Much like the disparity between heavy snowfalls in Western provinces and unseasonably warm weather in the rest of Canada, “global imbalances” remain a key theme in world economies and capital markets.
Looking back on 2015, what a year it has been! Many of the same global trends continued. Notably, the ongoing commodity bear market plumbed new 21st century lows, impacting the energy sector and resource-exporting countries like Canada. Also, despite mid-year wobbles, the inexorable rise of China into a financial superpower continued (with the International Monetary Fund confirming that the Chinese renminbi is now an official major world currency).
However, new crosswinds also surfaced. In the central banking world, the European Central Bank expanded its quantitative easing program to an unprecedented level – now planning to purchase three times the net total of bonds issued by eurozone governments during the quantitative easing period. Meanwhile, the U.S. Federal Reserve Board – for the first time in over a decade – finally raised its policy rate. (Read our latest publication Super Trends and Tactical Views for our non-consensus take on the investment implications.)
Trends for 2016
Looking ahead to 2016, we continue to see more of the same: Heightened government intervention; persistent slow growth in Western economies; and continued wealth convergence of the emerging world with the developed world. To be sure, this is incredibly fertile ground for global, tactical strategies, and we continue to recommend the following approach for our clients:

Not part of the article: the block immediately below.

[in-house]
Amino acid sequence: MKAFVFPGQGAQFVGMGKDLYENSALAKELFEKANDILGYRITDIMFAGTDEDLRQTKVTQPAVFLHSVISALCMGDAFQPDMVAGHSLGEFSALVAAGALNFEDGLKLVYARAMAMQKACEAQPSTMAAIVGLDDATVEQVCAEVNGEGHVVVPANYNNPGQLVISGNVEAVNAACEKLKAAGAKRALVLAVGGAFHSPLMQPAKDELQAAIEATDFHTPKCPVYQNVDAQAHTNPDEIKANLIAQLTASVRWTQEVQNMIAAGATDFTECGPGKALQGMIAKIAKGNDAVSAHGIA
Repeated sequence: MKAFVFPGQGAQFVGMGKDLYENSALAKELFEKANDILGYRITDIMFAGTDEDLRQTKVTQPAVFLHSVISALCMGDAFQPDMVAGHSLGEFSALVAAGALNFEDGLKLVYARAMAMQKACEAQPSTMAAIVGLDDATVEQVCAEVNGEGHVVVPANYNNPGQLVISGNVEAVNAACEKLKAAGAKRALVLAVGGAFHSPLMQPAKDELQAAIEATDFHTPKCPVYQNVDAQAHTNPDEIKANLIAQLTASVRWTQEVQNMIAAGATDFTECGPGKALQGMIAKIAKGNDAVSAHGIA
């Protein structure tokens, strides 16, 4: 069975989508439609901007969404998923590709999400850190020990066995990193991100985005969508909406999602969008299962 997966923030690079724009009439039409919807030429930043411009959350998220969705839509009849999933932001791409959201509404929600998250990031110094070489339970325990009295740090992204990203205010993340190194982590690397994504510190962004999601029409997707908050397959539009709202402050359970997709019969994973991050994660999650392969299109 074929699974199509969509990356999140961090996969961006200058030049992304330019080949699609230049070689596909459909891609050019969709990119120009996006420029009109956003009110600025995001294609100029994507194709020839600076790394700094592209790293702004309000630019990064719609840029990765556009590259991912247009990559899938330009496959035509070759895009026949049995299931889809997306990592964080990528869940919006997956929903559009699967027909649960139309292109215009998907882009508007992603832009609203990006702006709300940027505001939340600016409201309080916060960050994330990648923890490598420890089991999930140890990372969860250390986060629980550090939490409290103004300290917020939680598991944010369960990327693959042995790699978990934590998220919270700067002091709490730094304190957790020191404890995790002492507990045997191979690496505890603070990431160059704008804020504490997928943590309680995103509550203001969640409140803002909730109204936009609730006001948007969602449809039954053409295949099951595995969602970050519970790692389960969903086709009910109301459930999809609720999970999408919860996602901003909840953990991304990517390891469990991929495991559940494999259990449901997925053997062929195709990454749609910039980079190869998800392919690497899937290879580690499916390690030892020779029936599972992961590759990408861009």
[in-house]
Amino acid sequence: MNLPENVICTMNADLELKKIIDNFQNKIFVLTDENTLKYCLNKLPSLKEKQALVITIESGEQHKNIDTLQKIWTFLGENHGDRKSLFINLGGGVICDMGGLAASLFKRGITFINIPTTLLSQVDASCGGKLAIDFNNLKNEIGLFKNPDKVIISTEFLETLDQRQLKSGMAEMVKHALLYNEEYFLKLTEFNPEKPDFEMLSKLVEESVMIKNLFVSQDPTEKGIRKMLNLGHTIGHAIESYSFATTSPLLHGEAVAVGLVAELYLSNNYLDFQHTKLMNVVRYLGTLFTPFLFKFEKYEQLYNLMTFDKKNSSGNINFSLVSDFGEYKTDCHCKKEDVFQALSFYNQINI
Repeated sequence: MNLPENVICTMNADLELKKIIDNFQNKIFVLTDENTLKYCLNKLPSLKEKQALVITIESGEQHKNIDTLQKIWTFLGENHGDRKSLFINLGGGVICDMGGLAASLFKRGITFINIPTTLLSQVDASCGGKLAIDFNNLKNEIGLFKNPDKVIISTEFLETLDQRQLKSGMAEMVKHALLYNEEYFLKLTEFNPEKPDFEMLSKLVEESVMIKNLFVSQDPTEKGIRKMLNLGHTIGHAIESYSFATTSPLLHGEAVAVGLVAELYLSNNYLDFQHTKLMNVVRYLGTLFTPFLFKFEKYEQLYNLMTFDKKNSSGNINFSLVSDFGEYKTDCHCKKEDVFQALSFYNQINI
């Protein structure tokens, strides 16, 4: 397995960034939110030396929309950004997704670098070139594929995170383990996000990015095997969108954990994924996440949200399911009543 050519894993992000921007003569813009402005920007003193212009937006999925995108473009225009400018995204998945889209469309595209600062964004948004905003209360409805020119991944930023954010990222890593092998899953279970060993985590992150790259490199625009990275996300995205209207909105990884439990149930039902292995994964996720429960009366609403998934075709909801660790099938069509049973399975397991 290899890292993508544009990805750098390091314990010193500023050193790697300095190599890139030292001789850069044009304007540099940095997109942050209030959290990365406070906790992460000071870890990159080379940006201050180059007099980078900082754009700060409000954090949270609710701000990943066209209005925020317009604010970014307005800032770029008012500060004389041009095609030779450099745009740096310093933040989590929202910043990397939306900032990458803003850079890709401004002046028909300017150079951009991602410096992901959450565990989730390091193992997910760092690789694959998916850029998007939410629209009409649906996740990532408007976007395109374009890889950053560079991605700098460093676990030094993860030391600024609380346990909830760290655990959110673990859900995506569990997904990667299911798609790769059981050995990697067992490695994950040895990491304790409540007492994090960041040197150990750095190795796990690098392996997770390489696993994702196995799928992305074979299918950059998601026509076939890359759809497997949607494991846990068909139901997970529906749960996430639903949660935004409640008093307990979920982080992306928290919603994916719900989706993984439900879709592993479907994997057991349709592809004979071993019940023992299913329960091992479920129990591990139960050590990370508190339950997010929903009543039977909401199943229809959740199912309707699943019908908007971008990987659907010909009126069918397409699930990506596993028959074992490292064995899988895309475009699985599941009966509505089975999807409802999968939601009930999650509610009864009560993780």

1. Remain widely globally diversified
Given the tug of war between heightened central bank activity (bullish for financial assets) and the more sobering realities of slow growth (bearish), it is imprudent to go “all in” on one scenario. The best strategy for clients is to retain a balanced portfolio stance with wide global diversification.
2. Structure portfolios to “avoid the big mistakes”
This has been another year where our performance style of “winning by losing less” has delivered. Often that means simply avoiding the underperformers (energy, commodity-producing countries, etc.).
3. Include “special opportunity” investments
ETFs have been a veritable game changer for the portfolio construction process, opening up a wide number of new investment classes. Many of these are outside the subset of mainstream stocks and bonds. We strongly believe building portfolios with this additional global diversification will be essential for successful financial outcomes.
Tyler Mordy, CFA, is President and CIO for Forstrong Global Asset Management Inc., engaged in top-down strategy, investment policy, and securities selection. He specializes in global investment strategy and ETF trends. This article originally appeared in the Forstrong Global Thinking report. Used with permission. You can reach Tyler by phone at Forstrong Global, toll-free 1-888-419-6715, or by email at firstname.lastname@example.org.
Notes and Disclaimers
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The foregoing is for general information purposes only and is the opinion of the writer. No guarantee of performance is made or implied. This information is not intended to provide specific personalized advice including, without limitation, investment, financial, legal, accounting or tax advice.